||In terms of Section 8A (1) of SASA, no person may bring a dangerous object or illegal drug onto school premises or have such object or drug in his or her possession on school premises or during any school activity.
||Section 8A (2) of SASA enjoins the principal or his or her delegate, subject to subsection (3), to, at random, search any group of learners, or the property of a group of learners, for any dangerous object or illegal drug if a fair and reasonable suspicion has been established.
||Section 1 of SASA defines the following terms:
- Dangerous objects, as referring to an explosive material or device; any firearm or gas weapon; any article, object or instrument that may be employed to cause harm to a person or damage to property, or to render a person temporarily paralysed or unconscious; or any object declared by the Minister, in the Gazette, to be dangerous;
- Illegal drugs, as any unlawful substance that has a psychological or physiological effect; or any substance having such effect that is possessed unlawfully; and
- School activity, as meaning any official educational, cultural, recreational or social activity of the school within or outside the school premises.
||SASA contains elaborate procedures in Section 8A, subsection (1) to (14) and regulates the circumstances and conditions under which random search and seizure and drug testing in schools may be conducted and dealt with. The following critical provisions are highlighted:
||The principal or his/her delegate must conduct the body search, but must be of the same gender as the learner. The principal or his/her delegate may also, at random, administer urine or other non-invasive tests to a learner. These activities may be carried out based on a fair and reasonable suspicion that dangerous objects and/or illegal drugs may be found on school premises or during a school activity;
||Where such dangerous object or illegal drug has been seized by the principal or his/her delegate, they must be correctly marked and labelled with full particulars of the learner, and any dangerous object or illegal drug confiscated must be handed over to the police, who in turn, shall issue to the principal or his/her delegate, an official receipt;
||The implicated learner may be subjected to disciplinary proceedings in a case where a dangerous object or illegal drug has been found or where such a learner tested positive for an illegal substance;
||However, no criminal proceedings may be instituted by the school against the learner in respect of being in possession of a dangerous object or an illegal drug or testing positive for an illegal substance;
||Further guidelines on random search and seizure and drug testing are dealt with in Annexure B to the Government Notice 1140 of 2008, and include the following:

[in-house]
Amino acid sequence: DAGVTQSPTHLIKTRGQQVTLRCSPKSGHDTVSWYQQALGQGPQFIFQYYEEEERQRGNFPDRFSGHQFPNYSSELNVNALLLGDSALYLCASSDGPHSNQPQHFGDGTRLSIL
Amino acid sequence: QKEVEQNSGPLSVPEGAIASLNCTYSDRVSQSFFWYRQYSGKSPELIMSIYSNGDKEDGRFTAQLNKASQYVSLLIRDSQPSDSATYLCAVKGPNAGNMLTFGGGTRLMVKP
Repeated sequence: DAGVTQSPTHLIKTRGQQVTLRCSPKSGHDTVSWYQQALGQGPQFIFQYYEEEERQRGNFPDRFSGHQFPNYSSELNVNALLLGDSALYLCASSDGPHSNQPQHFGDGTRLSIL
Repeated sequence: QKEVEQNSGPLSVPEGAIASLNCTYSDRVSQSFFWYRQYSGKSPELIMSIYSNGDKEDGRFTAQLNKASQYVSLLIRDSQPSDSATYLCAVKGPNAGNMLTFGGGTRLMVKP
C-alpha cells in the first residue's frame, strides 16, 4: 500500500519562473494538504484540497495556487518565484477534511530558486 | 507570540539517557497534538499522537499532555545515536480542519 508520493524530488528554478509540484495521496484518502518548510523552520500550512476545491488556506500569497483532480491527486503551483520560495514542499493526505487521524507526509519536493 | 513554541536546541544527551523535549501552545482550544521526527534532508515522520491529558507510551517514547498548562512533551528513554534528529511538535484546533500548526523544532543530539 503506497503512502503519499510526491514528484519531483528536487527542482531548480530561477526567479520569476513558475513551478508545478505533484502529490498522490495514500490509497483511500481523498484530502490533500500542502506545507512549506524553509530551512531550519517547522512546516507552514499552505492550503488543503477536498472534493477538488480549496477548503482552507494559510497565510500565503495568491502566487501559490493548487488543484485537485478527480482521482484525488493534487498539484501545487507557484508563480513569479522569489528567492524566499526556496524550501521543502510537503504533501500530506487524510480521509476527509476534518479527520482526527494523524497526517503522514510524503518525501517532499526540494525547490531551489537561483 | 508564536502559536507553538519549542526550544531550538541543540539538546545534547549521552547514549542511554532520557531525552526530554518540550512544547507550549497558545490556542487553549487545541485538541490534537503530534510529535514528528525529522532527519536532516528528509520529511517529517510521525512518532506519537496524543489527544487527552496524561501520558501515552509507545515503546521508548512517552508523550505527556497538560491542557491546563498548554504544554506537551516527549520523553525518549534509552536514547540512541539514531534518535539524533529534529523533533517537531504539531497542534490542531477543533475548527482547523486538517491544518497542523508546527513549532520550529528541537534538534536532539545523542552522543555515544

- General guidelines;
- The approach to search and seizure;
- Practical steps to search and seizure;
- Management of possible interruption during the search;
- Time of search;
- Delegation in case the principal is not available;
- How to deal with a learner who is unwilling to be searched;
- How to deal with an emergency that involves circumstances not necessarily provided for in section 8A of the Act;
- Seizure procedure;
- Guidelines to seizure;
- The approach to drug testing.
||In terms of Section 8A (11) of SASA, the Minister is enjoined to identify the list of devices and procedure to be followed for drug testing, and publish such relevant information in the Gazette. The following list of devices have been identified by the Minister, and the school must only use one of these devices:
- Drug detective wipe detection system for surfaces;
- One step home cocaine test strip;
- Multi-drug test;
- Quicktox drug screen dipcard test;
- Monitect drug screen cassette test;
- Toxcup drug screen cup test;
- Multipanel drug testing device;
- Smart check drug screen test;
- Drug smart cup;
- Avitar oral screen 4 or drugometer.
||Section 8A serves as a limitation to the Constitutional rights conferred in the Bill of Human Rights enshrined in the Constitution of the Republic of South Africa, 1996 (Act 108 of 1996), and must therefore be implemented with due regard to human dignity, privacy and the right to property of the learners concerned.
||Annexure A of the Schedule to Government Notice 1140 of 2008 stipulates a list of signs and symptoms that might point to possible drug use (as derived from the South African Council on Alcoholism and Dependence (SANCA)), which are discussed under the following sub-headings:
- Physical indicators;
- Behavioural indicators;
- Emotional indicators;
- Social indicators
||Please bring the contents of this circular to the attention of all educators, parents, and learners and all concerned.
SIGNED: RB SWARTZ